I've noticed too many folks on shiny new scooters wearing flip flops, sandals, shorts, etc. They will be comfortable till the crash!
Not to change the thread, but try the Sidi Discovery boots. Great all around protection. I have had mine for 2 years and they still look pretty new concidering they have around 8000 miles.


Back to topic. I past a bike/car wreck a couple weeks ago. Rider was on a GSXR1000 going well over 100MPH (officer I talked to said the guestamated his speed at 120+) in a fairly congested well used 4 lane with center a turn lane. A lady was turning left across his lane and never saw him. He hit the car in the center of the grill and flew 440'. Knocked off his Aplinestar boots. Broke the bike in half and killed him instantly. When I passed it I noticed the guy laying in the road and figured that a drunk walked out in traffic as there was a bar where he came to rest. I then pasted the car. The front tire, forks and bars were now part of the car. The engine, subframe and rear tire was 200' off the road in an empty parking lot. The lady in the car survived with only minor injuries. The rider was wearing full gear, just being stupid and ended his life after what I am sure was a short 24 years.

Hope your son learned something from what you witnessed. My son (17) was with me and I think he learned a few lessons from the sight.

All be safe and ride smart.
 

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speed

This is why I cringe on this forum when someone talks about problems with the bike going well over 100 mph. Death apparently isn't a problem worth mentioning?

Ride dumb and you'll get your reward, likely sooner rather than later.

Much like the old pilot saying "there are old pilots and bold pilots but no old bold pilots".

Bill H.
 

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Uk had more than it's fair share of silly riders in years gone past. The roads were a killing field for motorcyclists. The bike accident rate was so bad that all insurance company's accept one withdrew from the insurance market for bikes...that's how serious it was. It wasn't until compulsory training for bikers was brought in, along with compulsory helmets etc that biking became very safe over here. Accident rate dropped hugely and now there are massive numbers of insurers to choose from.

We still get dumb clowns from time to time being extra stupid...just like anywhere...but we can all bike much safer now and the death rate dropped massively but bike sales went up overall at the time this was all done.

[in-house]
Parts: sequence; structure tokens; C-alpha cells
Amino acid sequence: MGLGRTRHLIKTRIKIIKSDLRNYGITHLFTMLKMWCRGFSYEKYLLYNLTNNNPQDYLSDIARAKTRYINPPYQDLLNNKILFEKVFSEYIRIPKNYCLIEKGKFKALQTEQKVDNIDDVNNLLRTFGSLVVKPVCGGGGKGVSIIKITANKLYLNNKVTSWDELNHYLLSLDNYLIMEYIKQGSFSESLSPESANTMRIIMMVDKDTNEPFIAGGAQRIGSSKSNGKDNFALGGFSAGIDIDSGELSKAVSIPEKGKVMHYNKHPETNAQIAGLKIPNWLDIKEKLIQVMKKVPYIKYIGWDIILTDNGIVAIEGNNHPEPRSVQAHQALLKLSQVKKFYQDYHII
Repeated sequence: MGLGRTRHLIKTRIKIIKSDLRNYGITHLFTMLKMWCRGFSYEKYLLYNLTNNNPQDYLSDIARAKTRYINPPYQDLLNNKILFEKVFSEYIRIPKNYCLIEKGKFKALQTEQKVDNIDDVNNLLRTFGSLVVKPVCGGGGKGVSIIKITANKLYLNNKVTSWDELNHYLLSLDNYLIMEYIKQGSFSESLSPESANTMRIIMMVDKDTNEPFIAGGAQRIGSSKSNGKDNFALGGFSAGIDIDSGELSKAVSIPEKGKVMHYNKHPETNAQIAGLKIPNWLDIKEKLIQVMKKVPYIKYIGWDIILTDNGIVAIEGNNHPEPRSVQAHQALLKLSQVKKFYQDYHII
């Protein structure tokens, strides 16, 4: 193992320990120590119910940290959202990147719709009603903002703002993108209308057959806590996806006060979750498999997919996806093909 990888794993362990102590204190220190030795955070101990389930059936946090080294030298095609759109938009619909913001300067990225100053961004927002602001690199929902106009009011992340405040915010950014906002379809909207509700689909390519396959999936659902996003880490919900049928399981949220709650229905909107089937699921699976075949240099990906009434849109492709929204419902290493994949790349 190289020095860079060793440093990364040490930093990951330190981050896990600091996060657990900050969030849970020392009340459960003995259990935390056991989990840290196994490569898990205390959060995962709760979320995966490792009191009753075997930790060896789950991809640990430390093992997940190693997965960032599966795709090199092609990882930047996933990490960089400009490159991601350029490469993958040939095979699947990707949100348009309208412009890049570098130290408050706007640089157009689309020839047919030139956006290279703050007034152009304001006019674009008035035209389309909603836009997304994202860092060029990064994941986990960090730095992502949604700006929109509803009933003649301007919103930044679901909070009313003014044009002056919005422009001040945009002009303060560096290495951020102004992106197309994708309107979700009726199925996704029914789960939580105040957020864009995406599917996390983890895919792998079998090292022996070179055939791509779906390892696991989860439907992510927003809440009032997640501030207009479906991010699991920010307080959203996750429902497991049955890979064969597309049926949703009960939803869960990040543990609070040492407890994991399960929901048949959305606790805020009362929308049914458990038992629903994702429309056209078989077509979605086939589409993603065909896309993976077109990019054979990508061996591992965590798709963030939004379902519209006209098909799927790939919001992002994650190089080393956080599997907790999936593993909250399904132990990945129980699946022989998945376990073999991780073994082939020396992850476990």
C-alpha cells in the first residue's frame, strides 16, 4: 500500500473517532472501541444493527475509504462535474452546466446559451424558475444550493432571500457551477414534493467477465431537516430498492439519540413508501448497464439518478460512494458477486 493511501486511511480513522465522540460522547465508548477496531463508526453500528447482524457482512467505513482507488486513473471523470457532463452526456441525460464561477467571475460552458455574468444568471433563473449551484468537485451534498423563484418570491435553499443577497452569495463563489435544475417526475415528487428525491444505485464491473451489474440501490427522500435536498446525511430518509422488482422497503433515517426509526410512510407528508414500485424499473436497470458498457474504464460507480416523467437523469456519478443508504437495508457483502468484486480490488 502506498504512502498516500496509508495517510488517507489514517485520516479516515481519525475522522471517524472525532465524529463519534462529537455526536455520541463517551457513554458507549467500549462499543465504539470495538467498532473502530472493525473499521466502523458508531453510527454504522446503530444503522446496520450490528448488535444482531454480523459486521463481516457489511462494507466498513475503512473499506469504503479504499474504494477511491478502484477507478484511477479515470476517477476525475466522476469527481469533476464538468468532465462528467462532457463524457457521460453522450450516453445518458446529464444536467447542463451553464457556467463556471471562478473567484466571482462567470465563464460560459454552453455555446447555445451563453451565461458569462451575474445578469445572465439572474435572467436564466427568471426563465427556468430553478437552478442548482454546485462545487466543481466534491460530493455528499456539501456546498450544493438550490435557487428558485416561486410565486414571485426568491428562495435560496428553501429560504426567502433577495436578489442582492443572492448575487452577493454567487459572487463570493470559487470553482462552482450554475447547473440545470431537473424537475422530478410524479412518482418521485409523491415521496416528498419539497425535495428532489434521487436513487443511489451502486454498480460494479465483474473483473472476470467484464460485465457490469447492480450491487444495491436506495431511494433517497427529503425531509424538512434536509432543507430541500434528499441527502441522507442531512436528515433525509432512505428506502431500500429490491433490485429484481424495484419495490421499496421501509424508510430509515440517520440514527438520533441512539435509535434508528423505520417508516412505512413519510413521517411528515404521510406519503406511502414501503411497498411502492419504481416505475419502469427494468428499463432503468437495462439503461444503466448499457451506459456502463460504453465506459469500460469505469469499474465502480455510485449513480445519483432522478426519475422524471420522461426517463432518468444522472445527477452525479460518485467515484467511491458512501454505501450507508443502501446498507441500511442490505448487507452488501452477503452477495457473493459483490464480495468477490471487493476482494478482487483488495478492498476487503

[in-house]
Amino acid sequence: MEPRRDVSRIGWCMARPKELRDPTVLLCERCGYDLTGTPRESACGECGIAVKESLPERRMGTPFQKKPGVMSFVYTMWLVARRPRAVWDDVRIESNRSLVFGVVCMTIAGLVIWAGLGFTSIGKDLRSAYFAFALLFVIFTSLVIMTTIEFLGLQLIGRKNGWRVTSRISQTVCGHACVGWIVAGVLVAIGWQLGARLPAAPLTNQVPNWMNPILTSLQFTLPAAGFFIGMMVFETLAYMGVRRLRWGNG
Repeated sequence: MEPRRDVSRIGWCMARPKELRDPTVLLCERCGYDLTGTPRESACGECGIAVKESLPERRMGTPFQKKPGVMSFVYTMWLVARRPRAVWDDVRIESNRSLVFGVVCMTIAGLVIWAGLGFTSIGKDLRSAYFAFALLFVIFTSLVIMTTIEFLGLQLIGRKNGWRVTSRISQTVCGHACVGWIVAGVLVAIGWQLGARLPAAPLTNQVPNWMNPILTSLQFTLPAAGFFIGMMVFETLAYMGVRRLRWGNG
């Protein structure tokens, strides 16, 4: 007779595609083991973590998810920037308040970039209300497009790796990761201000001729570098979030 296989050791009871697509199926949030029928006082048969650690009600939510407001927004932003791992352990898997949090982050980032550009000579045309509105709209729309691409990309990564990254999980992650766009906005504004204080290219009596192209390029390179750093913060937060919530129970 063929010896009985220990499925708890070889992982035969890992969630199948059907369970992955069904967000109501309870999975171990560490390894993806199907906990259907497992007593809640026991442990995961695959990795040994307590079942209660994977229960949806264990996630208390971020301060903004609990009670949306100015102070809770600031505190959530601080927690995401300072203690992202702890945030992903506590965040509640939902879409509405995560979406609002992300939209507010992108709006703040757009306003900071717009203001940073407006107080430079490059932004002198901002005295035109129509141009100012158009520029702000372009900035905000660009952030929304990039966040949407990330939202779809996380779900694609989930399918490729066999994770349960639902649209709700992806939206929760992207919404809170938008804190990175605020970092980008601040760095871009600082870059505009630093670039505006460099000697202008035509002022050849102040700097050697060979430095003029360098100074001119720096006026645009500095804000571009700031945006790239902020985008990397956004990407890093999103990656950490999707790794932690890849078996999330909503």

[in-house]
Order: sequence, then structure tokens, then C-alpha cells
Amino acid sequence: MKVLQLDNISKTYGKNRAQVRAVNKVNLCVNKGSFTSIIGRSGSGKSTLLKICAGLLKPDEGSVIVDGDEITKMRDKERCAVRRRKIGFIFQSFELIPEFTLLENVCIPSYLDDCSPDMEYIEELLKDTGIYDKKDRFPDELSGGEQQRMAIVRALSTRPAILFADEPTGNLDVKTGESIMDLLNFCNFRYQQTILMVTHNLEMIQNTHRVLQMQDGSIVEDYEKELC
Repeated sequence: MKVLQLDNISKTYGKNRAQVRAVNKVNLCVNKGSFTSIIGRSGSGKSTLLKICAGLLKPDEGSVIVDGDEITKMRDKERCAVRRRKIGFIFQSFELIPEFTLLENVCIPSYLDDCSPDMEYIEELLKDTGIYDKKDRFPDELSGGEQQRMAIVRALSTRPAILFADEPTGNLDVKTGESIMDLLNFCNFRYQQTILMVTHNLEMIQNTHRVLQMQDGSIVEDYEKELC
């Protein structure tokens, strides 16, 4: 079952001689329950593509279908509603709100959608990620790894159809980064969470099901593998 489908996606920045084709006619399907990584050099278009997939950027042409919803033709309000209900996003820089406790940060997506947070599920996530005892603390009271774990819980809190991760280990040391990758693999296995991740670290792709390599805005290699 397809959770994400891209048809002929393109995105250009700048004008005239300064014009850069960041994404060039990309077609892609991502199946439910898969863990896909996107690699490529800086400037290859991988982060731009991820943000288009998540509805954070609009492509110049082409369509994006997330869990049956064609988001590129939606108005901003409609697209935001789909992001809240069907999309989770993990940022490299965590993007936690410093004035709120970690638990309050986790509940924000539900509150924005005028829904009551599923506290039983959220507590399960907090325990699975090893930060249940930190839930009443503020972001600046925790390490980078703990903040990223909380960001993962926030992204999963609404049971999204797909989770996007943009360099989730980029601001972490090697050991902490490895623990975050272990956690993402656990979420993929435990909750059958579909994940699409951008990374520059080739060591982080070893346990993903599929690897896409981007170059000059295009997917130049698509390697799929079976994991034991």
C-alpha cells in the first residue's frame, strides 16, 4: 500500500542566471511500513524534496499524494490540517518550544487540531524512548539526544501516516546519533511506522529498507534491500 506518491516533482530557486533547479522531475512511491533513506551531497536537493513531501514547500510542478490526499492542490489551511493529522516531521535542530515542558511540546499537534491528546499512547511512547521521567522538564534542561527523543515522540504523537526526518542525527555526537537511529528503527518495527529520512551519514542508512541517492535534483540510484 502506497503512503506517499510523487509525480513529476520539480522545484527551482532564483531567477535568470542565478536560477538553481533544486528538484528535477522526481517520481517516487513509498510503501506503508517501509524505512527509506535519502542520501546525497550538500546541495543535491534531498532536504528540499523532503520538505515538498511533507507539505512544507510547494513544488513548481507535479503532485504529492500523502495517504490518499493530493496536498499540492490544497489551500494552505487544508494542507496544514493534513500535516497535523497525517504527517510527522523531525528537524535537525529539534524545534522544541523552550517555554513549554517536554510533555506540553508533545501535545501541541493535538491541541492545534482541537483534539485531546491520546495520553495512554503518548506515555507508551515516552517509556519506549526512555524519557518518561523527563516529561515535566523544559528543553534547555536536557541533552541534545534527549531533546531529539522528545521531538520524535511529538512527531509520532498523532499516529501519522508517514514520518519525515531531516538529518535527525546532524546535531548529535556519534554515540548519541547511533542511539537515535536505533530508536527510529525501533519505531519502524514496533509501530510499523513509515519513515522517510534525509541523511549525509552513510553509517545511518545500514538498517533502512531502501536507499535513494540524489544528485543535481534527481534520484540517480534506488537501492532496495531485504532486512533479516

I don't know if you have compulsory bike training in all states over there...but lobby to get it if you can. It works and makes everyone safer. It's proven! Here in the UK at the time, the biking organisations were resistant to anything being compulsory and wanted to excercise there 'right' to take the risk of killing themselves without interference and all that crap. They didn't win because often when someone killed themselves they take out someone else too! And it costs everyone when someone dies. Sorry to sound a bit heavy!
 

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training provides the skills necessary to ride the bike properly. Perception to danger and control needed to ride within one's capability and traffic conditions cant be taught, unfortunately. And always there is a very minute chance of luck.

It's always better to get to the destination slower than not getting there at all.
 

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training provides the skills necessary to ride the bike properly. Perception to danger and control needed to ride within one's capability and traffic conditions cant be taught, unfortunately. And always there is a very minute chance of luck.

It's always better to get to the destination slower than not getting there at all.
As an ex-bike instructor I wouldn't quite agree with some of what you have said but I understand where you are coming from. It is experience you cannot teach...pretty much everything else you can, including how people detect and perceive danger. That's what training is all about and what makes the difference. Without these basic skills some people never get to be experienced because they have an accident, get put off bikes and don't ride again or they simply die. Nobody wants that!